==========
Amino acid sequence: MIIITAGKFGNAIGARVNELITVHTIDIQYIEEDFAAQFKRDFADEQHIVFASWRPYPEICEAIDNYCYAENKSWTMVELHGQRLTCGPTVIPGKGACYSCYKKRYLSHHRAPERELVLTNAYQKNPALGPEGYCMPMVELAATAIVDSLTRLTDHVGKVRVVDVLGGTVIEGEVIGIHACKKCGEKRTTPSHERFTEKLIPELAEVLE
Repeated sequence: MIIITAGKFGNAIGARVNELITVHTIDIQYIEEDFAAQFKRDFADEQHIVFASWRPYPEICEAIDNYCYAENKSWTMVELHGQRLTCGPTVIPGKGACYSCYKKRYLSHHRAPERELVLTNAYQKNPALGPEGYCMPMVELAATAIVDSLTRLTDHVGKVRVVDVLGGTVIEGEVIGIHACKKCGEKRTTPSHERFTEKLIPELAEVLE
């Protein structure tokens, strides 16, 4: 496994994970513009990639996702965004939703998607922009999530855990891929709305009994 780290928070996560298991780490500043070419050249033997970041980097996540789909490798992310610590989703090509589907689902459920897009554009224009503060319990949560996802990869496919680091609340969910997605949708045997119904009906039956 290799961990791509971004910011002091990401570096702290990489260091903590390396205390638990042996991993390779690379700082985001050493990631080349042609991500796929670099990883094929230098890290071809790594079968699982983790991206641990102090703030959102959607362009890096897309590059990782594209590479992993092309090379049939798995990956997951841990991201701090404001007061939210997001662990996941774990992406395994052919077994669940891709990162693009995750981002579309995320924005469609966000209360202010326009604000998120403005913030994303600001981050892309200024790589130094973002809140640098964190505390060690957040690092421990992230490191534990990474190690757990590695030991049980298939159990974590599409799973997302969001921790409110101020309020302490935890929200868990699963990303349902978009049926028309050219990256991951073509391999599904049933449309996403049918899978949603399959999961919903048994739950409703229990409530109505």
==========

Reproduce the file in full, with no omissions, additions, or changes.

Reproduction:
Amino acid sequence: MIIITAGKFGNAIGARVNELITVHTIDIQYIEEDFAAQFKRDFADEQHIVFASWRPYPEICEAIDNYCYAENKSWTMVELHGQRLTCGPTVIPGKGACYSCYKKRYLSHHRAPERELVLTNAYQKNPALGPEGYCMPMVELAATAIVDSLTRLTDHVGKVRVVDVLGGTVIEGEVIGIHACKKCGEKRTTPSHERFTEKLIPELAEVLE
Repeated sequence: MIIITAGKFGNAIGARVNELITVHTIDIQYIEEDFAAQFKRDFADEQHIVFASWRPYPEICEAIDNYCYAENKSWTMVELHGQRLTCGPTVIPGKGACYSCYKKRYLSHHRAPERELVLTNAYQKNPALGPEGYCMPMVELAATAIVDSLTRLTDHVGKVRVVDVLGGTVIEGEVIGIHACKKCGEKRTTPSHERFTEKLIPELAEVLE
């Protein structure tokens, strides 16, 4: 496994994970513009990639996702965004939703998607922009999530855990891929709305009994 780290928070996560298991780490500043070419050249033997970041980097996540789909490798992310610590989703090509589907689902459920897009554009224009503060319990949560996802990869496919680091609340969910997605949708045997119904009906039956 290799961990791509971004910011002091990401570096702290990489260091903590390396205390638990042996991993390779690379700082985001050493990631080349042609991500796929670099990883094929230098890290071809790594079968699982983790991206641990102090703030959102959607362009890096897309590059990782594209590479992993092309090379049939798995990956997951841990991201701090404001007061939210997001662990996941774990992406395994052919077994669940891709990162693009995750981002579309995320924005469609966000209360202010326009604000998120403005913030994303600001981050892309200024790589130094973002809140640098964190505390060690957040690092421990992230490191534990990474190690757990590695030991049980298939159990974590599409799973997302969001921790409110101020309020302490935890929200868990699963990303349902978009049926028309050219990256991951073509391999599904049933449309996403049918899978949603399959999961919903048994739950409703229990409530109505």